It was another reasonably long day, some against the tide and I had aggravated a strained hip by a full boat carry the evening before. I was not feeling good about the upcoming crossing of Sunday Straight – a potential epic. We had heard many stories about the difficult sea conditions in many of the places we had been – Walcott Inlet, Talbot Bay Gaps, The Gutter and the Drain off Koolan Island, Whirlpool Pass etc. But all had been easily navigated by sea kayak by timing our run with the tide. However on Cockatoo Is an Aboriginal mackerel fisherman had said “you ain’t seen nothing yet until you’ve seen Sunday Straight.” He looked at our sea kayaks and just shook his head. A Malcolm Douglas video showed appalling seas with steep breaking standing waves across the straight when a strong wind opposes the strongest tidal current on the whole coast. We had timed our attempted crossing to coincide with neap tides. If we couldn’t cope with the powerful current we could be swept out into the Indian Ocean over overfalls and treacherous reefs or swept deep into King Sound forcing an overnight paddle or a camp amongst the mangroves and crocs.
Johnston’s Camp, Cone Bay
On Saturday 1/8/98, Day 27, we headed west from Johnston’s camp at 7am on the last half of the falling tide and were swept along a narrow channel between a series of small islands on the way to Mermaid Island. In Fantome Passage there were areas of smooth water followed by a surface ruffled by the running tide. The last kilometre to the southern end of Mermaid Is was a slow slog against the tidal stream. Rod was two hundred meters ahead and paddling strongly around a headland. Hudson and I got out of our Greenlanders to haul them over a shallow reef for the last 300m. The tidal rip against us was strong but between us and Wybran Is, 1km to the south, it was soberingly impressive.
Tidal currents (note the smooth appearance of the water – a “boil”) in Sunday Strait, heading towards Escape Passage
We finally pulled into a long beach on the SW corner of Mermaid Is at 11am to find Rod lounging in the shade. The tide continued to fall till 11.35am meaning that high tide the next day would be approx. 6am. We wanted to head-off with the last hour of rising tide tending to push us into King Sound then have the first hour of falling tide push us out of King Sound back towards Sunday Is. An intentional dogs leg.
Sunday Island was 13km away to the west. We could pass it to its north or south. The south route leads on to Escape Passage which heads NW to Swan Point – the last headland of the Kimberley and only 10kms north of our final destination, Cape Levique. The north route skirts a series of reefs and overfalls just to the north of Sunday Is and heads due west to Swan Point. On an ebb tide it means a long adrenaline charged paddle to keep clear of the spectacular overfalls and reefs. Any wind would complicate the sea surface – especially one opposing the current (which would also be a headwind).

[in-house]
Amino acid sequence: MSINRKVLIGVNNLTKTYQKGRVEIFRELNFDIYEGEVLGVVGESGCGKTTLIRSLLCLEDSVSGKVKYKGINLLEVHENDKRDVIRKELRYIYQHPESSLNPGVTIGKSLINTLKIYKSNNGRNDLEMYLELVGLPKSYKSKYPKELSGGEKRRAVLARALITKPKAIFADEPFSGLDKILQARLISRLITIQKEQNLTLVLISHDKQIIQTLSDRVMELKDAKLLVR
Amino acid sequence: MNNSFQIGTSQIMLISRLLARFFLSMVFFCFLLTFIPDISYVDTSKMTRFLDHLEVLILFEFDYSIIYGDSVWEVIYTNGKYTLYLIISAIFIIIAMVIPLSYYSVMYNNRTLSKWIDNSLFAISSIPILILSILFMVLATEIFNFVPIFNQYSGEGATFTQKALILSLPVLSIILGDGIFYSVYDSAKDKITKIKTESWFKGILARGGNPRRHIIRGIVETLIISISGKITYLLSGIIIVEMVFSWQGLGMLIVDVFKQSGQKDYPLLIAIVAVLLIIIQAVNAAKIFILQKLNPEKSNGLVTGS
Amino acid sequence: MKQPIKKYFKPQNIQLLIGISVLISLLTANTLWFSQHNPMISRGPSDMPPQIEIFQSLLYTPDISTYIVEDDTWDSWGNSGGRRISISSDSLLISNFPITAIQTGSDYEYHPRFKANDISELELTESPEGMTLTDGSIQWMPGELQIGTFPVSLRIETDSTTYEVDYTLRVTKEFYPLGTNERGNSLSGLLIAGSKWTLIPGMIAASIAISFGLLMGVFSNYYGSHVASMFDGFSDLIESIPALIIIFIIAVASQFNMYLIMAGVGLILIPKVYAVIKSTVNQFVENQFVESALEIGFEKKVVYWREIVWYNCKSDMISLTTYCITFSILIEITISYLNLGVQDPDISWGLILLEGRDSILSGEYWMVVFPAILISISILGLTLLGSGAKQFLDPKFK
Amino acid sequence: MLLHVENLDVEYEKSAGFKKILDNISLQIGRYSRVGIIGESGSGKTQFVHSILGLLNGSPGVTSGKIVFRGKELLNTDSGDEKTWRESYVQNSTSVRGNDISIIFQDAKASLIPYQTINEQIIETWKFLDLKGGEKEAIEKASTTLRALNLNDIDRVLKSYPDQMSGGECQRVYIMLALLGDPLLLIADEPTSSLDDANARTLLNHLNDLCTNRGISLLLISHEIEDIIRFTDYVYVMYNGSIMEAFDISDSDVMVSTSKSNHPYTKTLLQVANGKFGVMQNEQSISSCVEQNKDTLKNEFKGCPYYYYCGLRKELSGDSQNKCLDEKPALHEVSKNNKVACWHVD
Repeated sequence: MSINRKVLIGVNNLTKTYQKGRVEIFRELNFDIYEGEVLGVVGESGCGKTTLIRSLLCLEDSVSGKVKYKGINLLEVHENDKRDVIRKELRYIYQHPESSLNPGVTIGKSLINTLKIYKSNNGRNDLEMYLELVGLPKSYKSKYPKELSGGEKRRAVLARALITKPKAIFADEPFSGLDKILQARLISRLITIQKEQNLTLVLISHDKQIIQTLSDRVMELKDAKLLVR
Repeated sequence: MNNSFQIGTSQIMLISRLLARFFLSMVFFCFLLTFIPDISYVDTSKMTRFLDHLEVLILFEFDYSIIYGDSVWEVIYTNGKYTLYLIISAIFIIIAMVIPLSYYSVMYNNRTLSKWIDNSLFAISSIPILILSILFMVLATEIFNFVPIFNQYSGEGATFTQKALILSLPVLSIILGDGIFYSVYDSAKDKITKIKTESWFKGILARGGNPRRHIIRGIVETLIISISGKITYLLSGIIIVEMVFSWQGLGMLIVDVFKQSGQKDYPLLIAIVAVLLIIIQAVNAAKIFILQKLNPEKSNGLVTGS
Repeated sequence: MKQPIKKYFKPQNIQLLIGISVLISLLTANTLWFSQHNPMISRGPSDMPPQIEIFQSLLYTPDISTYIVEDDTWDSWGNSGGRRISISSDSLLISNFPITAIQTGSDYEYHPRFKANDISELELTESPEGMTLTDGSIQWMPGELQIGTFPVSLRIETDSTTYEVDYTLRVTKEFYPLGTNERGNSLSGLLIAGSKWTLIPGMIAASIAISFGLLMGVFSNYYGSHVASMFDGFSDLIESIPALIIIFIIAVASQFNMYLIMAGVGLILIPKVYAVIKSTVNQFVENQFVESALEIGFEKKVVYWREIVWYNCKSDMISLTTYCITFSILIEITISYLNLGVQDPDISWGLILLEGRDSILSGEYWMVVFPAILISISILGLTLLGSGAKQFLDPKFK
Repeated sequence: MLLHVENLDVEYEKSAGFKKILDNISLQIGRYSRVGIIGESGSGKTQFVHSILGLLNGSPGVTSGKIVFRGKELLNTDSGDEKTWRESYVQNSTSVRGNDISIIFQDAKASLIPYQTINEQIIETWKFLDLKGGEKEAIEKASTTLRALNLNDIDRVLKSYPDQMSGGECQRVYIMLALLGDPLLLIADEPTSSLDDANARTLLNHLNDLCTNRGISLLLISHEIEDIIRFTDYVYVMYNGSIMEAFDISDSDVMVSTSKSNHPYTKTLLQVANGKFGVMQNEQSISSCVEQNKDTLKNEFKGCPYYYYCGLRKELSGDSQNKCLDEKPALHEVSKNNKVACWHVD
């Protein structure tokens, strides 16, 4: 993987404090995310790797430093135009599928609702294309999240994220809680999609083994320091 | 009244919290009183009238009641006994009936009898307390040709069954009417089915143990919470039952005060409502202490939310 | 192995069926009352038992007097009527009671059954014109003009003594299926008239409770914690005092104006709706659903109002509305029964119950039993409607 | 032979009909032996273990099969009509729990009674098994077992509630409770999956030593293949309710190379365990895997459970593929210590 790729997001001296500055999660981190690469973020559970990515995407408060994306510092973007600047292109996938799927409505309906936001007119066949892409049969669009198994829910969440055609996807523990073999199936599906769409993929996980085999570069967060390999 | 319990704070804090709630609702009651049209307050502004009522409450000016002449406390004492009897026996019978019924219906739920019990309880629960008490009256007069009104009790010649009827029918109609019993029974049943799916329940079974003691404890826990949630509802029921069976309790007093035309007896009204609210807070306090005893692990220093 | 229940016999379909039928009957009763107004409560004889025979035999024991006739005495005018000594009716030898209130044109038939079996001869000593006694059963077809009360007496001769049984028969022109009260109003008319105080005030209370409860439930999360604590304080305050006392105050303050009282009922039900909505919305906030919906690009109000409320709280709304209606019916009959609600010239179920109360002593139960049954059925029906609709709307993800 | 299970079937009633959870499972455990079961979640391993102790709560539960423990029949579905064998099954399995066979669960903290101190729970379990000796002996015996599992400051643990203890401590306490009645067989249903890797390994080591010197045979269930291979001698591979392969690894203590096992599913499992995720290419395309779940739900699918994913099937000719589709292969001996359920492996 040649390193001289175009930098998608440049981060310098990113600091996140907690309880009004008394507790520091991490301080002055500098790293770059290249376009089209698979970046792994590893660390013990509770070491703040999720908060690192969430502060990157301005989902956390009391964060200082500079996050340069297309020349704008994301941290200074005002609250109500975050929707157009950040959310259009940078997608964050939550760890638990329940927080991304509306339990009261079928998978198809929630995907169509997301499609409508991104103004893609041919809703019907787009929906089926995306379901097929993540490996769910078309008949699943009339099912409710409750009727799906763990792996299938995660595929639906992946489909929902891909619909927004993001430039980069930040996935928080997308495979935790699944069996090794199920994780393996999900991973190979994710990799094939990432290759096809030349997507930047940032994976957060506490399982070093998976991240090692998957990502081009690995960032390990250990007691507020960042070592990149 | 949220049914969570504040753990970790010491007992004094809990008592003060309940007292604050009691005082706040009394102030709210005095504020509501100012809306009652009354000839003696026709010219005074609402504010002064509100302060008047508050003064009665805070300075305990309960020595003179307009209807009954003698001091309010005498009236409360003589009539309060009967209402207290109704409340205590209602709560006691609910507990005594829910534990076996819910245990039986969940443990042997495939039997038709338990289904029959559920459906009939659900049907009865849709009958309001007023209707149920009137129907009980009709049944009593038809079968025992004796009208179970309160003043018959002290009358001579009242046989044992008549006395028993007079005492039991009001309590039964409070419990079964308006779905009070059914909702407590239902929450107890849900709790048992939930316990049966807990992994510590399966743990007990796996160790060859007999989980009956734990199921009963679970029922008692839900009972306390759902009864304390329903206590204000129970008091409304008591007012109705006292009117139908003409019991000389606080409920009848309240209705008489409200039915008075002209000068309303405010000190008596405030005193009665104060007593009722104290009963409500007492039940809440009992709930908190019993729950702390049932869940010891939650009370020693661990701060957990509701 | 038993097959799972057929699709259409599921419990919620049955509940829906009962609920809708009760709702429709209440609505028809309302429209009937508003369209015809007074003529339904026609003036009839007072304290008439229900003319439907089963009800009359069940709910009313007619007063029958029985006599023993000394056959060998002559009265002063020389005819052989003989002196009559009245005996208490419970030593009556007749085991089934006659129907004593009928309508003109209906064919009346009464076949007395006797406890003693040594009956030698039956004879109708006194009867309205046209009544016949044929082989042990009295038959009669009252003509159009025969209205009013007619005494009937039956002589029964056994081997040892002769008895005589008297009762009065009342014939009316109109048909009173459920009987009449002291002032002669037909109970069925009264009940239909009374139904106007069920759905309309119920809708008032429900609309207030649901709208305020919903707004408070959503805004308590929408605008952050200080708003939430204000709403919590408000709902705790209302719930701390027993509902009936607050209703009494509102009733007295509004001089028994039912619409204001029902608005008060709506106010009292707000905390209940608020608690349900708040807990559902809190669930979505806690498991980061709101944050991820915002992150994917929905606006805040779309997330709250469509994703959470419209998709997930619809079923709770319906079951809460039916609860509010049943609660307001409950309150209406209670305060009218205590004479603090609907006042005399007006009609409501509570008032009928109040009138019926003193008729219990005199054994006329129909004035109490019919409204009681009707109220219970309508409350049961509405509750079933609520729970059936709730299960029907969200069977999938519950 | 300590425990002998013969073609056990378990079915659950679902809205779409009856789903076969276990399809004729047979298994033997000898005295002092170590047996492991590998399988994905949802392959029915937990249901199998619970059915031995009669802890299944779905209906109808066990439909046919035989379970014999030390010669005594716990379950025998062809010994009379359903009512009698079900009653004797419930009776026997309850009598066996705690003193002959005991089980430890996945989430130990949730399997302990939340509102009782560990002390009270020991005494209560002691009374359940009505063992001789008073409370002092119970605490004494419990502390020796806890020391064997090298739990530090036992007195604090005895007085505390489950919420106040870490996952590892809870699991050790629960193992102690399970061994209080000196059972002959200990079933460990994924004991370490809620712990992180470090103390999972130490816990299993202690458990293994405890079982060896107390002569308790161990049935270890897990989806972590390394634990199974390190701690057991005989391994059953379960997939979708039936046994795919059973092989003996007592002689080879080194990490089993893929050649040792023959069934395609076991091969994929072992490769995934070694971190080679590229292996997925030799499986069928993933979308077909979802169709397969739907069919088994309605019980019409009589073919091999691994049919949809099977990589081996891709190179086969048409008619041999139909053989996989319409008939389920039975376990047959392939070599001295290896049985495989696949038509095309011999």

Being the only opportunity we would have to see the overfalls I was keen to do the northern route but I was concerned about my hip holding up to the extra effort. Hudson, older and far wiser, preferred the southern route. An earlier departure time, 4.30am, would take us south, a later time, 5.30am would take us north with a small risk that we would miss Sunday Island altogether and end up in the Indian Ocean.
We dozed in the shade, ate oysters, and as much of our remaining food as we could manage and argued the toss all afternoon and evening.
Day 28 Sunday 2/8/98. In calm conditions paddling three abreast we departed Mermaid Island at 4.30am navigating by compass and starlight. We encountered a rough patch within a few minutes which was worse than I expected requiring reflex bracing in the dark. It soon dissipated but just as quickly returned – a little nerve wracking. After an hour we checked our progress. The eastern sky behind us was lightening and stars were fading but our course looked good. It seemed to take ages for the sun to rise which it finally did around 6am. We could now see we had been swept 5 or 6 km into King Sound and adjusted our heading further to the north – Cookie’s camp was somewhere to the north and at 7am we were able to fix our position by taking bearings off Pelican Island and Lone Rock. The camp was approximately 3km due north. I don’t know where Hudson had secreted some carrots but he could see the roof of the camp long before Rod and I. It was on a beautiful beach with crystal clear water but was deserted.
Cookie’s camp, Sunday Island
We pressed on to Escape Passage and were whipped along on the outgoing tide. Squeezing between a big tug pulling a barge and the largest whirlpool of the trip early in the Passage was a memorable moment. An Aboriginal family were trolling out of a dinghy as we shot past to Swan Point. 500m off the point is Swan Is. and between the two a shallow reef which builds standing waves in the outgoing tidal stream. We rode these for a while as we glanced down through the clear water at the vibrant life on the reef beneath, and gazed pensively to the north, our last view of the Kimberley Coast which had held us for a month.